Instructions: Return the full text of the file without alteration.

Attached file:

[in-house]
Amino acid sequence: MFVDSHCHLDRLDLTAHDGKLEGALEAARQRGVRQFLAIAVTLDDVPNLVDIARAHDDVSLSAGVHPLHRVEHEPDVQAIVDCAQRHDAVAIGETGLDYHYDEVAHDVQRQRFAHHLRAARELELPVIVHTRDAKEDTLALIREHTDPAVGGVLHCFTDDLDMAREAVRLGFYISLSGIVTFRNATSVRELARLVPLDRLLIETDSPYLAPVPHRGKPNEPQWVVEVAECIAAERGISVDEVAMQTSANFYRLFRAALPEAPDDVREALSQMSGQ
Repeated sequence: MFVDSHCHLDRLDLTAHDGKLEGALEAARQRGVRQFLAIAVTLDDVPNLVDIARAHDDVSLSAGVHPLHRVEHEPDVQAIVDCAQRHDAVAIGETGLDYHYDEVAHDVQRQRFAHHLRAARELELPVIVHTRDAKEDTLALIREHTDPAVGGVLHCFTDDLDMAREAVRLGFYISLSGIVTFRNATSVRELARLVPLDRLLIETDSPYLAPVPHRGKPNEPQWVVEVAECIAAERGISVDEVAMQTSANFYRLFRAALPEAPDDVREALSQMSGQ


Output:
[in-house]
Amino acid sequence: MFVDSHCHLDRLDLTAHDGKLEGALEAARQRGVRQFLAIAVTLDDVPNLVDIARAHDDVSLSAGVHPLHRVEHEPDVQAIVDCAQRHDAVAIGETGLDYHYDEVAHDVQRQRFAHHLRAARELELPVIVHTRDAKEDTLALIREHTDPAVGGVLHCFTDDLDMAREAVRLGFYISLSGIVTFRNATSVRELARLVPLDRLLIETDSPYLAPVPHRGKPNEPQWVVEVAECIAAERGISVDEVAMQTSANFYRLFRAALPEAPDDVREALSQMSGQ
Repeated sequence: MFVDSHCHLDRLDLTAHDGKLEGALEAARQRGVRQFLAIAVTLDDVPNLVDIARAHDDVSLSAGVHPLHRVEHEPDVQAIVDCAQRHDAVAIGETGLDYHYDEVAHDVQRQRFAHHLRAARELELPVIVHTRDAKEDTLALIREHTDPAVGGVLHCFTDDLDMAREAVRLGFYISLSGIVTFRNATSVRELARLVPLDRLLIETDSPYLAPVPHRGKPNEPQWVVEVAECIAAERGISVDEVAMQTSANFYRLFRAALPEAPDDVREALSQMSGQ